The business world is changing rapidly. And the faces of many companies are changing along with it. Leadership positions are no longer exclusively held by the company’s elder statesmen. Increasingly, more relatively young people have been taking the helm of their organizations.
According to a recent report, 19% of all small business owners in the United States are under the age of 40. While these numbers are not as high among larger and more established firms, there is no doubt that more relatively young employees will be finding their way into the C-suite in the coming years. With thousands of baby boomers retiring every day, the majority of the workforce will be comprised of millennials by 2030.
All eyes on the leader
To prepare themselves for the leadership jobs of tomorrow, ambitious young workers would do well to heed the advice of their elders.
Leaders are always under immense pressure and scrutiny. And, for younger leaders trying to make their mark, this can be even more acute.
“If you have 500 people working below you, you will have 1,000 eyes looking at you,” says Vichit Ith, an Independent Board Member of RMA Group.
Vichit has held numerous senior leadership positions – in companies ranging from investment banking to aviation – in both his native Cambodia and around the world. He has a Master’s Degree with a double major in macroeconomic policies and capital markets from Harvard University. He has also been named a “Global Leader for Tomorrow” by the World Economic Forum.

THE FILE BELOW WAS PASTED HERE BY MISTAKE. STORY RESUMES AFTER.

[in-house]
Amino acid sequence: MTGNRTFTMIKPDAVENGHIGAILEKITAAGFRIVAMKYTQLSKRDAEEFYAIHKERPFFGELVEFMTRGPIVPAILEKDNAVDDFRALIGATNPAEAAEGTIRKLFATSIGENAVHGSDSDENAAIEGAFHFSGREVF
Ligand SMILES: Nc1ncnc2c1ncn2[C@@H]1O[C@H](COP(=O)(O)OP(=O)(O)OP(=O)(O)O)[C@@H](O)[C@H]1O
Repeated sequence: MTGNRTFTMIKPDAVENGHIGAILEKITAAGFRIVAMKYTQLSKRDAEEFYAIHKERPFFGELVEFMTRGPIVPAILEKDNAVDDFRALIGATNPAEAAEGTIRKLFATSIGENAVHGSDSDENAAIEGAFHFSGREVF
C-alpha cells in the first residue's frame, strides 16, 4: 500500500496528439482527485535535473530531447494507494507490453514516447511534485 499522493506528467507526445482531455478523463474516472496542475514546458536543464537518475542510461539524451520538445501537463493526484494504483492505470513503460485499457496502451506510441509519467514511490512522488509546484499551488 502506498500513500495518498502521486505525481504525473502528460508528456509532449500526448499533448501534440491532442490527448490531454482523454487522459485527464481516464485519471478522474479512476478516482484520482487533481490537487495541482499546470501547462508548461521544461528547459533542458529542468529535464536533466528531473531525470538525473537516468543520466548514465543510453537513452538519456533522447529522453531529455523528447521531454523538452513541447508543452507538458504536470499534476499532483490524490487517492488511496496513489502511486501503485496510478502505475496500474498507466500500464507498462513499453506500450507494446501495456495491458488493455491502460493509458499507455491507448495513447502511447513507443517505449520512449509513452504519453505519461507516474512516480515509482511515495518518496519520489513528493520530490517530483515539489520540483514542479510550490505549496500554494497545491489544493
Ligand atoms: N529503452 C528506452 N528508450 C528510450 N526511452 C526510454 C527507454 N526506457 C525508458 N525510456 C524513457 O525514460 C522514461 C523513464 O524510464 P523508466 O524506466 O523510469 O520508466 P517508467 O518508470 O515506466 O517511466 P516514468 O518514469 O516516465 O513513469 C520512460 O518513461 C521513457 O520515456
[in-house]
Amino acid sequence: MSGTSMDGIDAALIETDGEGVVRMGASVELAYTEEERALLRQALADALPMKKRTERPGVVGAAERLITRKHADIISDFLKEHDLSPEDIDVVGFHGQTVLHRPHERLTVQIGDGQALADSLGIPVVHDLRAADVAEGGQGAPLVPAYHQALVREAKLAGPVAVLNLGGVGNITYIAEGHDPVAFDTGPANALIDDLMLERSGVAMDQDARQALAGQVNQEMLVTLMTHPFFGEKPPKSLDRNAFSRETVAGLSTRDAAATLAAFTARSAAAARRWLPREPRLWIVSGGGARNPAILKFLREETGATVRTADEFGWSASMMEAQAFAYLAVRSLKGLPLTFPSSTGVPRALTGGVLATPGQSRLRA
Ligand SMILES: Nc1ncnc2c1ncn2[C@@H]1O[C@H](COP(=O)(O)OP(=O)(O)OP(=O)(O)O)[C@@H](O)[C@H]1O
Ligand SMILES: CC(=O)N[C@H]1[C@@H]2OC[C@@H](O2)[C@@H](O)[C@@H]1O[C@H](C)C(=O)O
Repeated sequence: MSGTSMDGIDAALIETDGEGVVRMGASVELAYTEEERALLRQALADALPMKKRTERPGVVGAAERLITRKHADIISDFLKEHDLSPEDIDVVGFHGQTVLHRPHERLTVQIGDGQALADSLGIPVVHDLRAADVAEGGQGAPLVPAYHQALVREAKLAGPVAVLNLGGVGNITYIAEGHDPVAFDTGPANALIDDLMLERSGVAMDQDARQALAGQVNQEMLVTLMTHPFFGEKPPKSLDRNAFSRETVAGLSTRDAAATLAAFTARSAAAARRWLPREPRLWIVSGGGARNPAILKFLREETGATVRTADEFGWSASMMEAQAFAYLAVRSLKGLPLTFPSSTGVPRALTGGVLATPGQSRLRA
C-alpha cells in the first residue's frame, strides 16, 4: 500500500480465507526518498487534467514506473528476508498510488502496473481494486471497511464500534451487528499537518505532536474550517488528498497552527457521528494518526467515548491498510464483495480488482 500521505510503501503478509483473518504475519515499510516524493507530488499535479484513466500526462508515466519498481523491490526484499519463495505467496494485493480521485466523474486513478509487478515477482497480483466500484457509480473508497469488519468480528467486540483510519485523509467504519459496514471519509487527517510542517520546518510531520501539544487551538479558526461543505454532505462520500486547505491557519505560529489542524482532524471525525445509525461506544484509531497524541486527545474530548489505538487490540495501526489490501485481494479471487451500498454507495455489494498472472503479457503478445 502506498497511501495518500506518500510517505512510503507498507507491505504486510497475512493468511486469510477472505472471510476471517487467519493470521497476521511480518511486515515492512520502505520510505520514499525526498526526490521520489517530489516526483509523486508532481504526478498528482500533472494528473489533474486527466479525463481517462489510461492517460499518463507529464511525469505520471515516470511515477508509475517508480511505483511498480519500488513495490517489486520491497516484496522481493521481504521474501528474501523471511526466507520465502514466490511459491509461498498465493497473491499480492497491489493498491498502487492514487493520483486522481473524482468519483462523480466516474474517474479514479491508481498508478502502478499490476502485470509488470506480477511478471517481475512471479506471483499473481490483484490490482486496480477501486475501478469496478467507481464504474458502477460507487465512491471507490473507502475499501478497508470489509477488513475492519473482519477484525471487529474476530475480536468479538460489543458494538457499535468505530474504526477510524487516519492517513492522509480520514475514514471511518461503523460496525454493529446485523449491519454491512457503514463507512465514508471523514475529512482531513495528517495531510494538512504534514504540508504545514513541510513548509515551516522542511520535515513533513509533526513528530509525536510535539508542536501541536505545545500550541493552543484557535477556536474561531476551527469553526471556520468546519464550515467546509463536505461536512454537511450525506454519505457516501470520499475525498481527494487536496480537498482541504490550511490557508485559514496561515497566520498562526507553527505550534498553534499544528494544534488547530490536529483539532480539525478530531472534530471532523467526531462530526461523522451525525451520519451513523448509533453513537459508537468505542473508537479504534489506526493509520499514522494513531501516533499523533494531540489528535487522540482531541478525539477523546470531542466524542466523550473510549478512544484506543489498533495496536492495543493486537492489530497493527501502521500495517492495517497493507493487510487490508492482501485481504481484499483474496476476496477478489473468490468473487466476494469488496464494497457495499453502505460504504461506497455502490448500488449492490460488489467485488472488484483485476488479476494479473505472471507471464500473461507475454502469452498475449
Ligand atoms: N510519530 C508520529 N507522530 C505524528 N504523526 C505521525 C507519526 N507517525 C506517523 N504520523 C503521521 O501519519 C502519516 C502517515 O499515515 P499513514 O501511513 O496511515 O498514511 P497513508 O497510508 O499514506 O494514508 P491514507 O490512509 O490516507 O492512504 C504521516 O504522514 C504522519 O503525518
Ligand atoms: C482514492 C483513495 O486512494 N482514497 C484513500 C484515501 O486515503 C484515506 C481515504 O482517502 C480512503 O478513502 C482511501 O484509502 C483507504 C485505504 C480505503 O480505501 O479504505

The biggest piece of advice Vichit gives to aspiring leaders is to back up whatever they say with concrete actions.
“Your every word and every gesture will be scrutinized, so if what you tell employees doesn’t match what you do, they will notice,” he says. “You have to walk the talk or else your credibility will be diminished and it will be harder for you to lead.”
Of course, that is not to say that new leaders must pretend to have all the answers. Quite the opposite. They should encourage open dialogue and solicit advice from their employees. As Vichit says, “Leaders need honest feedback.”
Overcoming challenges and committing to lifelong learning
Every business – large or small – inevitably faces challenges. What defines the organization, and by extension its leadership, is the ability to meet those challenges head on and solve them.
“People think to be a leader is to have the ability to convince and influence people to follow you. It is a rather simplistic definition. A real leader is not so much concerned about making people follow him. He is much more concerned about helping the group face its toughest problems and make its toughest decisions,” Vichit says. “To constantly help the group confront the reality it faces, and not run away from the toughest issues it has, is certainly one of the main responsibilities of a good leader.”
Teams can only face challenges by working together cohesively. And, newly minted leaders are ideally poised to break down silos, build bridges, and ensure that everyone in the organization is working towards the same goal.
Finally, Vichit emphasizes the importance of staying curious. Rising to the highest echelons of a company is an achievement in and of itself, but becoming complacent and resting on one’s laurels is a recipe for disaster. A commitment to lifelong learning, constant improvement and adaptability, on the other hand, is a surefire way to earn the respect of employees and ensure the long-term viability and success of the company.